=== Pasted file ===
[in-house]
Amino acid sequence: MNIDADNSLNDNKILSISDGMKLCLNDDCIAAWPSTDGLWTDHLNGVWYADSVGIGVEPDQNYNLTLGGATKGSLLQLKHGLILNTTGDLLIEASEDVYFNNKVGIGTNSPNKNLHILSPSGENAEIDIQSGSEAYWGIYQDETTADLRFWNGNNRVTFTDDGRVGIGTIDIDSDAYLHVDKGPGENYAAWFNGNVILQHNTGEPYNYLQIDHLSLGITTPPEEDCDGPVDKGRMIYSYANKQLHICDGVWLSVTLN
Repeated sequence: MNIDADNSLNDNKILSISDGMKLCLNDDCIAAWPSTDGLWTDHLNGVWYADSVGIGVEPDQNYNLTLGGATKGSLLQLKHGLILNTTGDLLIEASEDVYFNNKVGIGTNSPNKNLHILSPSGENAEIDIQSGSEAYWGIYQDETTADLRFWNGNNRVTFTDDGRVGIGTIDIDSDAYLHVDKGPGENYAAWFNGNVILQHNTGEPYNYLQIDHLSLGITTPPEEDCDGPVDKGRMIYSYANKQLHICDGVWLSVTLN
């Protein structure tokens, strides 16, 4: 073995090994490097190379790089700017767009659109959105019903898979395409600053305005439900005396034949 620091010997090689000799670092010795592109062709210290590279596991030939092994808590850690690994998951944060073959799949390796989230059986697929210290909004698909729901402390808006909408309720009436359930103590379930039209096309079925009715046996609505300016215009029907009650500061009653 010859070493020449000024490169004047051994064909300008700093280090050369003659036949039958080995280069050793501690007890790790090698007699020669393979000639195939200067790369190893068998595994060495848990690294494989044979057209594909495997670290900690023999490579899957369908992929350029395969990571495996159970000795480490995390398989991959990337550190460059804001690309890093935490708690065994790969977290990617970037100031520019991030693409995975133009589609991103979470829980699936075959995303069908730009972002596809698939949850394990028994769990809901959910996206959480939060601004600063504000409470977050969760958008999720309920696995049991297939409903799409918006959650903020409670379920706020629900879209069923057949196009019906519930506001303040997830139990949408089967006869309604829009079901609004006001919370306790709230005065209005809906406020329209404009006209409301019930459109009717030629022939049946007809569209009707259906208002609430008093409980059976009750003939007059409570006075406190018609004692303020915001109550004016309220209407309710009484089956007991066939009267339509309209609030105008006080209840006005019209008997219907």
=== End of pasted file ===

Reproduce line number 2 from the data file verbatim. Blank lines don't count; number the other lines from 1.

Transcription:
Amino acid sequence: MNIDADNSLNDNKILSISDGMKLCLNDDCIAAWPSTDGLWTDHLNGVWYADSVGIGVEPDQNYNLTLGGATKGSLLQLKHGLILNTTGDLLIEASEDVYFNNKVGIGTNSPNKNLHILSPSGENAEIDIQSGSEAYWGIYQDETTADLRFWNGNNRVTFTDDGRVGIGTIDIDSDAYLHVDKGPGENYAAWFNGNVILQHNTGEPYNYLQIDHLSLGITTPPEEDCDGPVDKGRMIYSYANKQLHICDGVWLSVTLN